The blind man

The Gospel story is powerful.  The pomposity. The arrogance. The light.  The darkness. The shadow.  All is present. This young man could now see. Something happened. He couldn’t understand how stupid the establishment folk were. The logic of his parents was clear, very precise and profound. “He is old enough. Ask him.”  It is as always – the miracle story catches our attention. It is an easy focus. But there is more. Much more. It is never about them and there or him but rather about us.  It is revelation. It is an unveiling of the truth. It is seeing the Light. It is finding Christ. It is looking and searching for the God who lurks everywhere.  It is allowing ourselves be found. It is humility.  It is the Artist-God, using the paints, to draw us into the picture of life.  The hint of light. The shadow. The fade. Our attention is caught.  The Gallery has drawn us in.  Our preoccupations can coax us into missing the point. We do most of the time. I do.

The idealogues of faith:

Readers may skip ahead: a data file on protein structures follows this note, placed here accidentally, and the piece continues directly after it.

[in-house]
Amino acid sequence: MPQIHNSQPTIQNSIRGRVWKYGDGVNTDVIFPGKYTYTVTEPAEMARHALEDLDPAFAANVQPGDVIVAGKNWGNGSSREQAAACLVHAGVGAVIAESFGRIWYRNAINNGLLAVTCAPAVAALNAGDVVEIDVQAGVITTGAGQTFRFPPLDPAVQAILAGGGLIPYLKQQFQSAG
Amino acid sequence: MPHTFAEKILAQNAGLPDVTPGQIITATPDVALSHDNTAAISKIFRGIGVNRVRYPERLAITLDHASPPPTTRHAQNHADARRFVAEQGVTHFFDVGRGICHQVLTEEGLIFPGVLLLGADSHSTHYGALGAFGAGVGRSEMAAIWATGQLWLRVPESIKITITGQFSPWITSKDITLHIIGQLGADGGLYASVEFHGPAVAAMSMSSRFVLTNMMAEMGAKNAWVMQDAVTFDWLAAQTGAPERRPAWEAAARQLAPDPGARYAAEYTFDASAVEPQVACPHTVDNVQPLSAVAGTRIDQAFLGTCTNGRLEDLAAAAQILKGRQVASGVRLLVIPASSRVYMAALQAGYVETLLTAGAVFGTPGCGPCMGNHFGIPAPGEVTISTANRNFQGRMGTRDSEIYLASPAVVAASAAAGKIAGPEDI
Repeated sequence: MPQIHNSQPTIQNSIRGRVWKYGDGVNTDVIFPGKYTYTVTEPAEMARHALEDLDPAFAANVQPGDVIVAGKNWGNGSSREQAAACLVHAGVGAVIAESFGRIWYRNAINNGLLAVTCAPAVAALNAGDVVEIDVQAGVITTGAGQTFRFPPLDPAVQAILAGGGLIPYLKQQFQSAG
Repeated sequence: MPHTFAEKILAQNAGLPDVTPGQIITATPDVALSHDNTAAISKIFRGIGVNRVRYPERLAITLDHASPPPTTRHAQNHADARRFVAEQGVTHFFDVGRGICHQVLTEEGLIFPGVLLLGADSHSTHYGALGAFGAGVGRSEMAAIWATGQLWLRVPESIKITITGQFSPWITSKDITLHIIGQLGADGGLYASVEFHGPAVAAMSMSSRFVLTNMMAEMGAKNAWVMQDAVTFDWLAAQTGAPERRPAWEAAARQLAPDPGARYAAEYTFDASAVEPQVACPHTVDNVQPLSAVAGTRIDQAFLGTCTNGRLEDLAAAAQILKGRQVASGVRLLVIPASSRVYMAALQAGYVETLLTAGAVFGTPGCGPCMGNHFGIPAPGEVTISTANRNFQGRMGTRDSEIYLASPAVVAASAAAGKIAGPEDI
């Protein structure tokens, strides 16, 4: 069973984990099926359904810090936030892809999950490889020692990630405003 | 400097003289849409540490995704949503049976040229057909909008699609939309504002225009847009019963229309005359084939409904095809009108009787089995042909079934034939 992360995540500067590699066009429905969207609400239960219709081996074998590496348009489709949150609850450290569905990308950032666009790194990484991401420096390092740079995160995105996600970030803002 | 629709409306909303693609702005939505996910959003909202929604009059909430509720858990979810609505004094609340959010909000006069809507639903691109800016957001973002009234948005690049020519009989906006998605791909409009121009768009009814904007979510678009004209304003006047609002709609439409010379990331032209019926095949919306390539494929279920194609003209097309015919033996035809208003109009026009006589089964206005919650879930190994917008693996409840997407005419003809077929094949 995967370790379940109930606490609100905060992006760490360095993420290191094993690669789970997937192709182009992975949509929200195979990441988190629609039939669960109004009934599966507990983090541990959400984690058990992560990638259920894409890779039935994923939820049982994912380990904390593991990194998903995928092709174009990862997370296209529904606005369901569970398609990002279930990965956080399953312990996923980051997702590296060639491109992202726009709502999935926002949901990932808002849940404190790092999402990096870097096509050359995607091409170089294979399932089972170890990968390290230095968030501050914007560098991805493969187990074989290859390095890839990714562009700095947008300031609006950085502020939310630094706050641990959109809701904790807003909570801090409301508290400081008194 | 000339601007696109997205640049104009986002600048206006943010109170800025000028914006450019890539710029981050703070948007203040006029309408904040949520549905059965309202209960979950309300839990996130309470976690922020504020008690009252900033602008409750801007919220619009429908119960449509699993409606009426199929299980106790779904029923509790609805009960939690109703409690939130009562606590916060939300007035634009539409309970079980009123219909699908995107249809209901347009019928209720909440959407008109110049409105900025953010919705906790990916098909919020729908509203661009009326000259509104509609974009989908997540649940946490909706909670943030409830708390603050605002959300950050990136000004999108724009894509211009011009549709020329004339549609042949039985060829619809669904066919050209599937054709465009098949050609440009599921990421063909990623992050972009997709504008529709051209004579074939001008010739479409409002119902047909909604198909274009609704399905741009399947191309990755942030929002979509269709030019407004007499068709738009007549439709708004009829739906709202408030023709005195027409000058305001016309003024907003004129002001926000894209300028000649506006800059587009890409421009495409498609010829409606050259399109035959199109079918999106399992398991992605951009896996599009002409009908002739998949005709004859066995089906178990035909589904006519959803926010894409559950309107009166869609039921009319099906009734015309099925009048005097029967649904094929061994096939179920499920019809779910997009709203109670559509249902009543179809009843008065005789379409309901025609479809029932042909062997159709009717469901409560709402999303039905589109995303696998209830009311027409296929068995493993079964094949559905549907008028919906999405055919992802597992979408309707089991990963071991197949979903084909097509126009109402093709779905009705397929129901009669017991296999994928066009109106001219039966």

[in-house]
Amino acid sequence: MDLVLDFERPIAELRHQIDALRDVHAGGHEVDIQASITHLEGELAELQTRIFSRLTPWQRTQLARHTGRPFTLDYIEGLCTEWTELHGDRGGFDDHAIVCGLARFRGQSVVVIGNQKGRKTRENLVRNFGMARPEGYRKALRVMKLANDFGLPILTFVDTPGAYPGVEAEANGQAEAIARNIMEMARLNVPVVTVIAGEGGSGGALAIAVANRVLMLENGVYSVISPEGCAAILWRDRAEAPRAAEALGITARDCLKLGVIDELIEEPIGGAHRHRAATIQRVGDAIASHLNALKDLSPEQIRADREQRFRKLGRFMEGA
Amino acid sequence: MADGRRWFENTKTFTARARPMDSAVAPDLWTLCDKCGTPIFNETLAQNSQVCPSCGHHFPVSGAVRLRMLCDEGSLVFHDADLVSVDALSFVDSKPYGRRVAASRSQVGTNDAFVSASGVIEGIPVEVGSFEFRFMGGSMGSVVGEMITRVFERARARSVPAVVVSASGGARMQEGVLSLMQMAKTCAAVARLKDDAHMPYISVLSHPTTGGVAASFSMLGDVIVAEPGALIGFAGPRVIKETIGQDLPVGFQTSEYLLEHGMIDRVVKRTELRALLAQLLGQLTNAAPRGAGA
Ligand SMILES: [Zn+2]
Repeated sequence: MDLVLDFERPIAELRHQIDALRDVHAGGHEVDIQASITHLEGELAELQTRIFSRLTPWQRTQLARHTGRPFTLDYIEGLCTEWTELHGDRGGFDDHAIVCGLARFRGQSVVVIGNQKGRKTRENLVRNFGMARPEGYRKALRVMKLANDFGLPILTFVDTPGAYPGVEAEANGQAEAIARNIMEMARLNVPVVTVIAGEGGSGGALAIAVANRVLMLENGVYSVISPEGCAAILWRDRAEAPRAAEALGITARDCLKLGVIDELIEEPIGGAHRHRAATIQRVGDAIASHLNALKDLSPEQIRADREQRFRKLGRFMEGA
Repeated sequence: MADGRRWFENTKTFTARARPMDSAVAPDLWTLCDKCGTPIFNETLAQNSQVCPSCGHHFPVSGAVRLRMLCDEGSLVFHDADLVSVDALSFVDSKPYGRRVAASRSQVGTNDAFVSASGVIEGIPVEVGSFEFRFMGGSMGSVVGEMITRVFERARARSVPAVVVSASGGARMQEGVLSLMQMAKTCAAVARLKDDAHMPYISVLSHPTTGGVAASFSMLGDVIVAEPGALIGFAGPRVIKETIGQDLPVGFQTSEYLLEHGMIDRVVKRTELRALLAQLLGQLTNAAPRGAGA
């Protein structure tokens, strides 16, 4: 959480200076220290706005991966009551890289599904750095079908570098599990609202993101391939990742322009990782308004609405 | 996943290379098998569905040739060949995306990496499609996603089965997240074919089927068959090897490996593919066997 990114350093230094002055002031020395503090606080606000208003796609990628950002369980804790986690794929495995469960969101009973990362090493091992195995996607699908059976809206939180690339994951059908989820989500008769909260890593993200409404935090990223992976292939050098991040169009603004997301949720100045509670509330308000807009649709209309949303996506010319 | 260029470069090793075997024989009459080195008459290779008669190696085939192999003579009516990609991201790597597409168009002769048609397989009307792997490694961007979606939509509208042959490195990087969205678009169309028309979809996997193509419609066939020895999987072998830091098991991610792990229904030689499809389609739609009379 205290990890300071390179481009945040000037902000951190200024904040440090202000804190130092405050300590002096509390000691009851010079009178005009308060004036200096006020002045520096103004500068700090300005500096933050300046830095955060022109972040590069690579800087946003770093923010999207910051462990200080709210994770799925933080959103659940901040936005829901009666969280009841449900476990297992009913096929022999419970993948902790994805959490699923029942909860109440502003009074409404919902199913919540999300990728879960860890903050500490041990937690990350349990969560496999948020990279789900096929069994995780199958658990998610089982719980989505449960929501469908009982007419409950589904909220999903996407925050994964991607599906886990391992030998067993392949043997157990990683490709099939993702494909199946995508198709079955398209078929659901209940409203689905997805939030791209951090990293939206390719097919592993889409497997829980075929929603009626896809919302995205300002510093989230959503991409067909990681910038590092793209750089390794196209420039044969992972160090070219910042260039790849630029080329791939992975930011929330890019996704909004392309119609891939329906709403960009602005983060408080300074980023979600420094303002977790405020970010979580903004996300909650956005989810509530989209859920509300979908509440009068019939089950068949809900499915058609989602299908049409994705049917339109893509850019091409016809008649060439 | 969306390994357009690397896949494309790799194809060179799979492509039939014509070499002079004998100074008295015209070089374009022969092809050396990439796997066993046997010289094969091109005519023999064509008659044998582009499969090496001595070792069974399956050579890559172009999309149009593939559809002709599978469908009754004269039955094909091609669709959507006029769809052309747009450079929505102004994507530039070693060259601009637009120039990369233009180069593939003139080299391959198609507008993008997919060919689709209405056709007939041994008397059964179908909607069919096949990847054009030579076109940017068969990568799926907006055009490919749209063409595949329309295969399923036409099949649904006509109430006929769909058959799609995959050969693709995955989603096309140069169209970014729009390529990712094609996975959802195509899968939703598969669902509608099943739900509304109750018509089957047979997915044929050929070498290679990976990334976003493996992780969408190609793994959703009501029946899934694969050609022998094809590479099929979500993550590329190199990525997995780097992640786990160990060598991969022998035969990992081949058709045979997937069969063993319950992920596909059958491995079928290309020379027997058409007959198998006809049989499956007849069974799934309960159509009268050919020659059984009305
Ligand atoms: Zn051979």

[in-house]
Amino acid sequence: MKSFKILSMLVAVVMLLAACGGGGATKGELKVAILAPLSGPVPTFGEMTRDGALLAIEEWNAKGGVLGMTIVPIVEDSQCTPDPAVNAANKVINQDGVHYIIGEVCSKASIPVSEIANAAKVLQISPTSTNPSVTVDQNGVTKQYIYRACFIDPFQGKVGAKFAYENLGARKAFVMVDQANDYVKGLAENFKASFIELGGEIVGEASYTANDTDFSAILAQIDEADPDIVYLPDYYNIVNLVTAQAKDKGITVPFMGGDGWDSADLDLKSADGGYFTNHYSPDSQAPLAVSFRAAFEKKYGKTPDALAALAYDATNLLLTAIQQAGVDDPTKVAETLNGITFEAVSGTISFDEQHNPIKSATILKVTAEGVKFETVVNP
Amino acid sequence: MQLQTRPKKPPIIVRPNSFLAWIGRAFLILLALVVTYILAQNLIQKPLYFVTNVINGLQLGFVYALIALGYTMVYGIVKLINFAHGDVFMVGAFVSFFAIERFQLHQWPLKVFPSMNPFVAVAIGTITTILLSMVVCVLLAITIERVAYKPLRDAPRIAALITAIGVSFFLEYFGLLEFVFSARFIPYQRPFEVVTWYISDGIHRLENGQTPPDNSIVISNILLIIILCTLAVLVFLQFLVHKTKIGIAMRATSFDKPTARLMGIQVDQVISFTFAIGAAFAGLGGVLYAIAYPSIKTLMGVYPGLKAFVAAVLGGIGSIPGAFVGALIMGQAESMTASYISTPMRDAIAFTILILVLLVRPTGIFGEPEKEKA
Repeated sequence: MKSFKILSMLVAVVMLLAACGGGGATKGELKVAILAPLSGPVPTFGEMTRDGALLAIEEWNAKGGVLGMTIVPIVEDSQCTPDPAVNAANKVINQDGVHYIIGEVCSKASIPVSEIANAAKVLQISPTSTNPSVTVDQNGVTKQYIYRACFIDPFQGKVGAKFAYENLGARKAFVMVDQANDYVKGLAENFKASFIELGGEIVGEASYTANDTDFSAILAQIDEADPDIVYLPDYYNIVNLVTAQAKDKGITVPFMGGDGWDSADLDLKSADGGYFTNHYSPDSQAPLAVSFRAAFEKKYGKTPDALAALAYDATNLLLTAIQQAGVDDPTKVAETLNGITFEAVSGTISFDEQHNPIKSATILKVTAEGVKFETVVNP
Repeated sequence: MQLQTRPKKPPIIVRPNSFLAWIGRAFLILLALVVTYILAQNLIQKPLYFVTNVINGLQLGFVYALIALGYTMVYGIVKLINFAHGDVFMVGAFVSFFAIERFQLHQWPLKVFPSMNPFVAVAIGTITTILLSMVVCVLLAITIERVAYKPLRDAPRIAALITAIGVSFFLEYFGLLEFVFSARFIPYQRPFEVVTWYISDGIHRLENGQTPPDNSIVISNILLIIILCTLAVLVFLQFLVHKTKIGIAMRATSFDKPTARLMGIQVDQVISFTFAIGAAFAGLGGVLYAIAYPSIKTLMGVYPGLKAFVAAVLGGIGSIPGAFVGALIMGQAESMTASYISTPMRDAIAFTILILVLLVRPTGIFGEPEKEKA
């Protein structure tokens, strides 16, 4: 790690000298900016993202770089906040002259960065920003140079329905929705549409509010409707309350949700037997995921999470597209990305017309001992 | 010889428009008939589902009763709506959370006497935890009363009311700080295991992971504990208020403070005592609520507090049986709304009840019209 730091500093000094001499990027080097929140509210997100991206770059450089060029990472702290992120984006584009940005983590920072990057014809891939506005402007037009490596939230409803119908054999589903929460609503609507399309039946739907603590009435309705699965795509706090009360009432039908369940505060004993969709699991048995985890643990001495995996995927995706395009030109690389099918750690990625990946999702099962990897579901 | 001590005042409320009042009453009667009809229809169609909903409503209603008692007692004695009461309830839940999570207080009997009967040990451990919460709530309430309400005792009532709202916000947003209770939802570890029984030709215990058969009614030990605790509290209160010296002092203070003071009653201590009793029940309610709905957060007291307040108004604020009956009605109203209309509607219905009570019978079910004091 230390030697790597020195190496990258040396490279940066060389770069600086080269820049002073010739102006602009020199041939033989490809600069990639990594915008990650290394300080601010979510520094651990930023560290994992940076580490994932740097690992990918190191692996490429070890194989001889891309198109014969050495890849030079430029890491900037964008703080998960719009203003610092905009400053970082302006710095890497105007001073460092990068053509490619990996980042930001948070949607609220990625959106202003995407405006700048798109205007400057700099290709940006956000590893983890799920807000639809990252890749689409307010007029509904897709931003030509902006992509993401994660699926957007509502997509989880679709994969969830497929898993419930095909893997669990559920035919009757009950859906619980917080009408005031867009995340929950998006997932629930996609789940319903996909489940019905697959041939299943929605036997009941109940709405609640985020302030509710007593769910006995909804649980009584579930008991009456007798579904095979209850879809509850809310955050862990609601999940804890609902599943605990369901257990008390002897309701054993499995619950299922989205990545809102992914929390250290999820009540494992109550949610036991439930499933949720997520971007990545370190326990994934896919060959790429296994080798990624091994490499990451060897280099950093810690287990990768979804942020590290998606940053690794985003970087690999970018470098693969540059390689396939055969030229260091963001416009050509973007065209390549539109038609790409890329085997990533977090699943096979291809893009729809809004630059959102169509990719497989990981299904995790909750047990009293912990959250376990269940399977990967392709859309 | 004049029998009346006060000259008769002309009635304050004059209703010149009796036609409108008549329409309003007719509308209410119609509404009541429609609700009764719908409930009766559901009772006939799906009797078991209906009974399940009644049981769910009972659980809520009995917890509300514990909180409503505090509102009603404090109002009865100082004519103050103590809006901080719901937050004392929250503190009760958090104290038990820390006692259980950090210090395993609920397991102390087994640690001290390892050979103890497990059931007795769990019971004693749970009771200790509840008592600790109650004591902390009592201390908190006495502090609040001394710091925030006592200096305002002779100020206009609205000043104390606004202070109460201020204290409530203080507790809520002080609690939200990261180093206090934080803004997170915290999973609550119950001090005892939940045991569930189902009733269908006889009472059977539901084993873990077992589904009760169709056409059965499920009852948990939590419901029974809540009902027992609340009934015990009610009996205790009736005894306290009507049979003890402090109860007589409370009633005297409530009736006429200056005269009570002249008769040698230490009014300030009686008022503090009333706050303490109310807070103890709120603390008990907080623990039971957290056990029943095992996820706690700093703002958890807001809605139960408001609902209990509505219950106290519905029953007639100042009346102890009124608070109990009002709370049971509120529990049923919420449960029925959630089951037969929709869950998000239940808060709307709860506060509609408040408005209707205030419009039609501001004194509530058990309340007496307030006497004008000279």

Betty Williams has died. Her death reminds us of Mairead, Ciaran and herself. The Peace People.  The lit up a dark corner of our country. Hope was scattered around by them. They shone a light on compassion and love. They ridiculed the idealogues (political and religious) who were lost in the narrows of life. A new Religion may be taking shape just now. It is forced on us.  Communion is expressed by keeping distance. By not touching. Maybe the idealogues in our faith presently, are been driven to reconstruct the scenery of life.  Our lands of Mission have been without the Eucharist for years and we can’t break through the barriers.  With a more flexible outlook of ministry. We haven’t the sight to see new ways and different ways and new possibilities in the revelation of a revealing world when we have to look differently at everything.  ‘All changed; changed utterly and a terrible beauty is born.’